In the end, a manager is paid to manage. It's his call; his choice. It's as simple and as straight-forward as that.
Fortunately, for all of us that have been lucky enough to watch Darren Huckerby go to work over the last four-and-a-bit years, he was neither simple nor straight-forward.
And in age in which footballers can all too often come out of the same box mumbling the same lines, his glorious unpredictability – with either a ball at his feet or a microphone at his lips – was one of life's little pleasures.
It somehow made up for a long and sodden haul up the M6 to Burnley – just to see his lordship's reaction to the news that he would be returning to Turf Moor on a Tuesday night. Weather permitting.
Whether after a season in which the hip had creaked a little too often, the 32-year-old City favourite was worth another one-year contract will be the subject of fevered debate for much of this summer – if not beyond. Particularly if Glenn Roeder's side are missing some serious spark come the autumn.
In a way, whatever anyone else says or thinks is all but irrelevant. Deep within the Colney boot-room was today's decision to release the two-time City Player of the Year made; a place where possibly only two other mortals dare to venture – and whatever Lee Clark and Paul Stephenson had to say on the matter, the likelihood is that Roeder would have taken counsel with just one person before setting Huckerby free. Himself.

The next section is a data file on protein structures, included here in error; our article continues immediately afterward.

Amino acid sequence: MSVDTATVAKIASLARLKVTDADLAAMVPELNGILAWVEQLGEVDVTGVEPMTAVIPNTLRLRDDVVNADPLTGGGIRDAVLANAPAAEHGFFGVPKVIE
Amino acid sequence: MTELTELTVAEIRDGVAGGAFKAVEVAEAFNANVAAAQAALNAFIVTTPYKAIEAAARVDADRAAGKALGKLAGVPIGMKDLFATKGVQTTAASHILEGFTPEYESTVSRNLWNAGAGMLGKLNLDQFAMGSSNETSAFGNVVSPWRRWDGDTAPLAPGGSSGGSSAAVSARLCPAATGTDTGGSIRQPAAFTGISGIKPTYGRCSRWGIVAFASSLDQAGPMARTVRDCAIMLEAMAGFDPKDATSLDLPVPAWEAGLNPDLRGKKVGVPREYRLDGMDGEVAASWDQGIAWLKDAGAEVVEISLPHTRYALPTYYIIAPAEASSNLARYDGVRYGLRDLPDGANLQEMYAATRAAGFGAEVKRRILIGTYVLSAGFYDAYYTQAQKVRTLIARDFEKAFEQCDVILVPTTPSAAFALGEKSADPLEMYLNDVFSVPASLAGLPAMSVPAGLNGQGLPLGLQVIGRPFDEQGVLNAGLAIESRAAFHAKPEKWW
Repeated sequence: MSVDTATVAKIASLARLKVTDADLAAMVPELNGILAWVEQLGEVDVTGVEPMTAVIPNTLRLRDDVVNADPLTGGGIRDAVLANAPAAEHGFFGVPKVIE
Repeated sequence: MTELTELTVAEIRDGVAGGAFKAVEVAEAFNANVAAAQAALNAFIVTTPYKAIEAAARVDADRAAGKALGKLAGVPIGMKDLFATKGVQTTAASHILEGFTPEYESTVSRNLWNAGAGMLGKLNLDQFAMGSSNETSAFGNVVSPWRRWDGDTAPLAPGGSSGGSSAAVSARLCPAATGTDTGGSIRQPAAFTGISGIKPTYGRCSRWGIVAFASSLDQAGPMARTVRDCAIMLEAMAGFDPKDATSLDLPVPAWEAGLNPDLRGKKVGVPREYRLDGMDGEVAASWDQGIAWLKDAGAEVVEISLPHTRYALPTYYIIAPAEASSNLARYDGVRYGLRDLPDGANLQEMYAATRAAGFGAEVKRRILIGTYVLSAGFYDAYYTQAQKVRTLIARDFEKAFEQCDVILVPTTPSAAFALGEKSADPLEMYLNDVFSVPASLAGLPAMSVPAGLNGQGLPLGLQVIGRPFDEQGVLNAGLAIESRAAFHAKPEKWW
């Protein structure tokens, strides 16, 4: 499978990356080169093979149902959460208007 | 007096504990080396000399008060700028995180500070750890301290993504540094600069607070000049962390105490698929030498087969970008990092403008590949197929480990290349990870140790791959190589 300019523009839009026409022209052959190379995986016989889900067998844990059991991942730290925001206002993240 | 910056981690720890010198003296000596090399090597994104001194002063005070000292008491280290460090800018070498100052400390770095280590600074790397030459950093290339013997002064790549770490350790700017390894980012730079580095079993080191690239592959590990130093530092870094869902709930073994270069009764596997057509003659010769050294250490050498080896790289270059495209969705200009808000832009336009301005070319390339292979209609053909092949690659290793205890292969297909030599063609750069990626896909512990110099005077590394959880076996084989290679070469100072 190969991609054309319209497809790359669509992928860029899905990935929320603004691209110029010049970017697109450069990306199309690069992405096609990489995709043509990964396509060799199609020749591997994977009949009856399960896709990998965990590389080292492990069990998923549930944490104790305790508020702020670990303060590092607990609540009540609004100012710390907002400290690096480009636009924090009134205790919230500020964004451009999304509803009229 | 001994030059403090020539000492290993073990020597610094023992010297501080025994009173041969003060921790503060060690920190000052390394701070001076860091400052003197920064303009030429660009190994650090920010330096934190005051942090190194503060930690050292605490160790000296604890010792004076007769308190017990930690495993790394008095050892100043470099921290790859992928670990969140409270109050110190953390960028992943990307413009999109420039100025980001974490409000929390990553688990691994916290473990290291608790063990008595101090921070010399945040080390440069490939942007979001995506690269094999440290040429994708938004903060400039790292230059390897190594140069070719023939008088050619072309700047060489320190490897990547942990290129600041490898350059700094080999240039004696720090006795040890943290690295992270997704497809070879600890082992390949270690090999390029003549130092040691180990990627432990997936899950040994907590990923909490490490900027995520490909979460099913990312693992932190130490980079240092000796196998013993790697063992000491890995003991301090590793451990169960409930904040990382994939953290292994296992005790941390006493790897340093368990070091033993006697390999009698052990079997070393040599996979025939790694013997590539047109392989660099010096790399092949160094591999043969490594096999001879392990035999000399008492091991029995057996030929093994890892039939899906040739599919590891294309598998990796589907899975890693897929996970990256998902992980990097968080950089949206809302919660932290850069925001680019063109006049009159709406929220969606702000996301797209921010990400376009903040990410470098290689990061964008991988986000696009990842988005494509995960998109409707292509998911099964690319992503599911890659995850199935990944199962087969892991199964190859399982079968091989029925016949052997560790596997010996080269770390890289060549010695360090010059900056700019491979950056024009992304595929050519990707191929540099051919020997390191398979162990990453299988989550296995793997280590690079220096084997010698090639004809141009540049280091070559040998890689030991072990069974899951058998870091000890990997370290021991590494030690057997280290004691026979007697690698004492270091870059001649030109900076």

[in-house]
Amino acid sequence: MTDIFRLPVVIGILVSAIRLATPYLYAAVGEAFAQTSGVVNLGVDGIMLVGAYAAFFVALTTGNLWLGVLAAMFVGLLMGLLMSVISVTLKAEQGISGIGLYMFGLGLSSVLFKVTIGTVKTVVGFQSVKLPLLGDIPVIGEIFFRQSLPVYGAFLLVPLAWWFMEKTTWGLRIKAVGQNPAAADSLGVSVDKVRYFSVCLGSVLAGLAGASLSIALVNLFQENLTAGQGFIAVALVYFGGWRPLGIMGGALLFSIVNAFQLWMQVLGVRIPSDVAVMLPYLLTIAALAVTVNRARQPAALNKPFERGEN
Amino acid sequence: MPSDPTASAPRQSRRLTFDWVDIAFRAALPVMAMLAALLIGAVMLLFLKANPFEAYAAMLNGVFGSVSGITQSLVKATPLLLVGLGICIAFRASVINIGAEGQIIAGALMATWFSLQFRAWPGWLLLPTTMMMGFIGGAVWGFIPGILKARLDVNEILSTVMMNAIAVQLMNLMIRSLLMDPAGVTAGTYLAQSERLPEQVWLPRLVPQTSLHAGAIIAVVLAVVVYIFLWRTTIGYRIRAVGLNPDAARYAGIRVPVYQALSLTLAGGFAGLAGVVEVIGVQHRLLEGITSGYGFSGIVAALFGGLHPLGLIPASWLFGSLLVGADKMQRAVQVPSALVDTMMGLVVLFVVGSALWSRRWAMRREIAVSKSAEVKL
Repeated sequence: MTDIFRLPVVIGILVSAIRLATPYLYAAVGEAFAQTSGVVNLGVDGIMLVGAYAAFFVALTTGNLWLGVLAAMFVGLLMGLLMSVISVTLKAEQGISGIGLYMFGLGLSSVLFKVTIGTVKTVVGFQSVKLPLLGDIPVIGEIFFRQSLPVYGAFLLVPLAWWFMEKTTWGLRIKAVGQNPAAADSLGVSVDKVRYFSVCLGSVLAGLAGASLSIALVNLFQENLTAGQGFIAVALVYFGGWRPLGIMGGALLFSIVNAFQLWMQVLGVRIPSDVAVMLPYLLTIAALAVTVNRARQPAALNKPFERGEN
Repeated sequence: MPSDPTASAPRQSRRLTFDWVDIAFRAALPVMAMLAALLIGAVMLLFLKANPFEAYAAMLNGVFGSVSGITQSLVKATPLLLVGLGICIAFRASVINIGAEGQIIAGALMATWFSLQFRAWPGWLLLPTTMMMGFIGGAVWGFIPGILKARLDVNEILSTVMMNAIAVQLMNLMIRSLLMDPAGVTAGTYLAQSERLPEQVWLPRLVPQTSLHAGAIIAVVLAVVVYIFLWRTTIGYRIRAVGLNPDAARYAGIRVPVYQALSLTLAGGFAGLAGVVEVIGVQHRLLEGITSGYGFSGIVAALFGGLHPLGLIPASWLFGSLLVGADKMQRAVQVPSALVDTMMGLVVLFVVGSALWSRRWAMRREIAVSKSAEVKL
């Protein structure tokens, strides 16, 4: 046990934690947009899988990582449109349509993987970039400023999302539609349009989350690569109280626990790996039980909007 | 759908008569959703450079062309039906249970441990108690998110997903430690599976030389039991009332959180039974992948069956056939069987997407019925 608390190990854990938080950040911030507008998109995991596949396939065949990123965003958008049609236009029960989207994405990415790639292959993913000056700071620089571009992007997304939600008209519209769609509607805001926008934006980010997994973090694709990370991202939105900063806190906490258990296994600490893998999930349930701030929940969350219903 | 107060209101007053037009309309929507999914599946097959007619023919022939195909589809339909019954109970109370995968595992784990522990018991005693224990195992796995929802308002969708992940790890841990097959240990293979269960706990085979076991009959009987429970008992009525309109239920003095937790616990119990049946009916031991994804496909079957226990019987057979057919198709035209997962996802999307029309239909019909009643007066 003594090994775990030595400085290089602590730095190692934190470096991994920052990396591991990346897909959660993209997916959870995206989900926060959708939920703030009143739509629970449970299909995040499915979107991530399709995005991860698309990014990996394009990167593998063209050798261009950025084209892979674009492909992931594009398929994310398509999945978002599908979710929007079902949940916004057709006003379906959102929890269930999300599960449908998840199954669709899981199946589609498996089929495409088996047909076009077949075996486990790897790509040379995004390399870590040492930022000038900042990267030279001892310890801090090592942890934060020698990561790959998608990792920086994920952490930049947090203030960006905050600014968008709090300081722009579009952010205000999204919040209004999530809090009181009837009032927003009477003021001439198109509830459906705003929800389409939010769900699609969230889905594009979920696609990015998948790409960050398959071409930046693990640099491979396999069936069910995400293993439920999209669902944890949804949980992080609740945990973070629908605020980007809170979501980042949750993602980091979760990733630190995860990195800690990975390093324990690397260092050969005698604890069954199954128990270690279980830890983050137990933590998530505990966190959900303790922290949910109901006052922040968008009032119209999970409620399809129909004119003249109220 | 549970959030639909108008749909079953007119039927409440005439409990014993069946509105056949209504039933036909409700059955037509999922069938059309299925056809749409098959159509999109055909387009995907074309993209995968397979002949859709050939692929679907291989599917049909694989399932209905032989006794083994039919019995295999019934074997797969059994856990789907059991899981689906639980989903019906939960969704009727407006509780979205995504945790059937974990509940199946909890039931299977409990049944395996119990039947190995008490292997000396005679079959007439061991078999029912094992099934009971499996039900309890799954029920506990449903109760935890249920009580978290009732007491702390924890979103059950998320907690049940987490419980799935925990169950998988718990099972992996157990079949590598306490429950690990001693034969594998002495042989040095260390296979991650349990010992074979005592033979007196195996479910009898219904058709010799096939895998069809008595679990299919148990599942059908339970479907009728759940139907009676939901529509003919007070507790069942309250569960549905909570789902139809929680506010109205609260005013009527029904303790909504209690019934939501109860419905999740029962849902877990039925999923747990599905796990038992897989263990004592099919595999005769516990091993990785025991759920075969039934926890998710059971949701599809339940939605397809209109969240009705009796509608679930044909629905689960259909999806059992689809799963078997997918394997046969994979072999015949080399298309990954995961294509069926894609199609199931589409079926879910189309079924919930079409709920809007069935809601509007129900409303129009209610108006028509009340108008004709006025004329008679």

Because if there is one lesson to be learned from Roeder's first seven months at the helm is that he remains firmly his own man; he is more than willing to live and die by his own hand; to trust his destiny to no-one but himself.
It was there for all to see in that home clash with Queen's Park Rangers where both the newly-crowned Player of the Season Dion Dublin and his runner-up, Darel Russell, started the most important game of Norwich's whole season on the bench. Kieran Gibbs, Matty Pattison, Jamie Cureton – most punters and experts alike would have permed two from those three to accommodate the return of Messrs Dublin and Russell.
Instead, Roeder went his own way – and reaped his reward as fortune favoured the brave. Defeat that day and all manner of League One chickens would have been coming home to roost today if events had transpired as expected at Hillsborough. As it is, the history books will now have Roeder down as the man that pulled the Norfolk club off the edge of the abyss; the fact that he made such a big, big call in the midst of the game that really mattered will soon fade from memory.
He came to Norwich to do a job – and he did it. And his way, too.